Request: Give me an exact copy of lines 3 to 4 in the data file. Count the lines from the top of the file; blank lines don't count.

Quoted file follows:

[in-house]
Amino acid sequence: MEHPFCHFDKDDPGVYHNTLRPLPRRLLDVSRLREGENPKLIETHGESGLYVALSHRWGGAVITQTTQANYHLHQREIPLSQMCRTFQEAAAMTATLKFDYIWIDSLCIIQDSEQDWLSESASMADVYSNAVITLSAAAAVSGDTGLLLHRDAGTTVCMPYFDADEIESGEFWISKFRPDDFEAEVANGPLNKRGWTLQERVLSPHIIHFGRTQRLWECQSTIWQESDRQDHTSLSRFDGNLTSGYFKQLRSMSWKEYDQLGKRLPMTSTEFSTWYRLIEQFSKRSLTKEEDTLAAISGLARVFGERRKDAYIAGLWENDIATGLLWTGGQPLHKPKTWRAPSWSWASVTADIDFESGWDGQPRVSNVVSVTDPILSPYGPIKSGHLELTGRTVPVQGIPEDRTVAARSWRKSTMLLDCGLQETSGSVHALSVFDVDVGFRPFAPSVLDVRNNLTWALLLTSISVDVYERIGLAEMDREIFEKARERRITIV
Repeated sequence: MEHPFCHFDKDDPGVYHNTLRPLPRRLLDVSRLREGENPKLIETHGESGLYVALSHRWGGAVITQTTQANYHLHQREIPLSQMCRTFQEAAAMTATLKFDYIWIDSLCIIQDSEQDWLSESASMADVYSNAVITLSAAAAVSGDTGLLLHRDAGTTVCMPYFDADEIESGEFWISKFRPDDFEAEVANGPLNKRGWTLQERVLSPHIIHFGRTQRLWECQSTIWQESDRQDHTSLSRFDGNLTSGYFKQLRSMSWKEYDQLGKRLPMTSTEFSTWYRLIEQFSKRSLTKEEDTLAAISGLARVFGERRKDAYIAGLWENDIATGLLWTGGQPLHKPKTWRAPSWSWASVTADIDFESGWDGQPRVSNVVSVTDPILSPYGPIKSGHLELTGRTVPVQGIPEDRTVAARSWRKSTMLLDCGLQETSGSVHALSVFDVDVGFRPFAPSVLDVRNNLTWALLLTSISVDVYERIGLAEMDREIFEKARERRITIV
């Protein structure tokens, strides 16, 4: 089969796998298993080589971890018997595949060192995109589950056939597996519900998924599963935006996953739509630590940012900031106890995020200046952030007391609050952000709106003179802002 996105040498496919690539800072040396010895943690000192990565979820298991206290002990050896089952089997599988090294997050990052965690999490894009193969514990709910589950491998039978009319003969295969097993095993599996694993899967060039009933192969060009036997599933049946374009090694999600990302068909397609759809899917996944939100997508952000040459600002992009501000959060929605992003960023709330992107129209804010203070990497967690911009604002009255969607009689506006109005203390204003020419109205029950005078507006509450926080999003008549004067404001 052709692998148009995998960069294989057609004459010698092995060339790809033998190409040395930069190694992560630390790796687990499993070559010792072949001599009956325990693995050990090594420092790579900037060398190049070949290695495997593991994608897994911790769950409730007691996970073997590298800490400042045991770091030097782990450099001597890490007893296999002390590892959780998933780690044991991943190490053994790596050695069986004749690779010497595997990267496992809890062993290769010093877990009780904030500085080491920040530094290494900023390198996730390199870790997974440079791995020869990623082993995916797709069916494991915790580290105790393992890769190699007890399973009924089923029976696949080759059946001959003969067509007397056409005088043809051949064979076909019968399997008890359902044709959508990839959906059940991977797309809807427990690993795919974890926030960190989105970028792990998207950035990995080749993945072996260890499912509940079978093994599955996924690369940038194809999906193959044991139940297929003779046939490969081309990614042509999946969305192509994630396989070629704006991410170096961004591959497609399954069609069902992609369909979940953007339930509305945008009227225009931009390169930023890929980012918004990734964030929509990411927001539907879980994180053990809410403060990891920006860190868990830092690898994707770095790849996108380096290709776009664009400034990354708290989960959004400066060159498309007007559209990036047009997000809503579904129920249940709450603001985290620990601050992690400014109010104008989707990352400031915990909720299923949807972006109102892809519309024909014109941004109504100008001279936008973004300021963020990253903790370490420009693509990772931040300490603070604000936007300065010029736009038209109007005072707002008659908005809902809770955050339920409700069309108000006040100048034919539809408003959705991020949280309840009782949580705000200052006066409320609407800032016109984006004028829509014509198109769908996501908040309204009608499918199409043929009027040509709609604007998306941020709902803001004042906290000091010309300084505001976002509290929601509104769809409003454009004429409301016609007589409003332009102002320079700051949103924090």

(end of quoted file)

Repeated sequence: MEHPFCHFDKDDPGVYHNTLRPLPRRLLDVSRLREGENPKLIETHGESGLYVALSHRWGGAVITQTTQANYHLHQREIPLSQMCRTFQEAAAMTATLKFDYIWIDSLCIIQDSEQDWLSESASMADVYSNAVITLSAAAAVSGDTGLLLHRDAGTTVCMPYFDADEIESGEFWISKFRPDDFEAEVANGPLNKRGWTLQERVLSPHIIHFGRTQRLWECQSTIWQESDRQDHTSLSRFDGNLTSGYFKQLRSMSWKEYDQLGKRLPMTSTEFSTWYRLIEQFSKRSLTKEEDTLAAISGLARVFGERRKDAYIAGLWENDIATGLLWTGGQPLHKPKTWRAPSWSWASVTADIDFESGWDGQPRVSNVVSVTDPILSPYGPIKSGHLELTGRTVPVQGIPEDRTVAARSWRKSTMLLDCGLQETSGSVHALSVFDVDVGFRPFAPSVLDVRNNLTWALLLTSISVDVYERIGLAEMDREIFEKARERRITIV
């Protein structure tokens, strides 16, 4: 089969796998298993080589971890018997595949060192995109589950056939597996519900998924599963935006996953739509630590940012900031106890995020200046952030007391609050952000709106003179802002 996105040498496919690539800072040396010895943690000192990565979820298991206290002990050896089952089997599988090294997050990052965690999490894009193969514990709910589950491998039978009319003969295969097993095993599996694993899967060039009933192969060009036997599933049946374009090694999600990302068909397609759809899917996944939100997508952000040459600002992009501000959060929605992003960023709330992107129209804010203070990497967690911009604002009255969607009689506006109005203390204003020419109205029950005078507006509450926080999003008549004067404001 052709692998148009995998960069294989057609004459010698092995060339790809033998190409040395930069190694992560630390790796687990499993070559010792072949001599009956325990693995050990090594420092790579900037060398190049070949290695495997593991994608897994911790769950409730007691996970073997590298800490400042045991770091030097782990450099001597890490007893296999002390590892959780998933780690044991991943190490053994790596050695069986004749690779010497595997990267496992809890062993290769010093877990009780904030500085080491920040530094290494900023390198996730390199870790997974440079791995020869990623082993995916797709069916494991915790580290105790393992890769190699007890399973009924089923029976696949080759059946001959003969067509007397056409005088043809051949064979076909019968399997008890359902044709959508990839959906059940991977797309809807427990690993795919974890926030960190989105970028792990998207950035990995080749993945072996260890499912509940079978093994599955996924690369940038194809999906193959044991139940297929003779046939490969081309990614042509999946969305192509994630396989070629704006991410170096961004591959497609399954069609069902992609369909979940953007339930509305945008009227225009931009390169930023890929980012918004990734964030929509990411927001539907879980994180053990809410403060990891920006860190868990830092690898994707770095790849996108380096290709776009664009400034990354708290989960959004400066060159498309007007559209990036047009997000809503579904129920249940709450603001985290620990601050992690400014109010104008989707990352400031915990909720299923949807972006109102892809519309024909014109941004109504100008001279936008973004300021963020990253903790370490420009693509990772931040300490603070604000936007300065010029736009038209109007005072707002008659908005809902809770955050339920409700069309108000006040100048034919539809408003959705991020949280309840009782949580705000200052006066409320609407800032016109984006004028829509014509198109769908996501908040309204009608499918199409043929009027040509709609604007998306941020709902803001004042906290000091010309300084505001976002509290929601509104769809409003454009004429409301016609007589409003332009102002320079700051949103924090």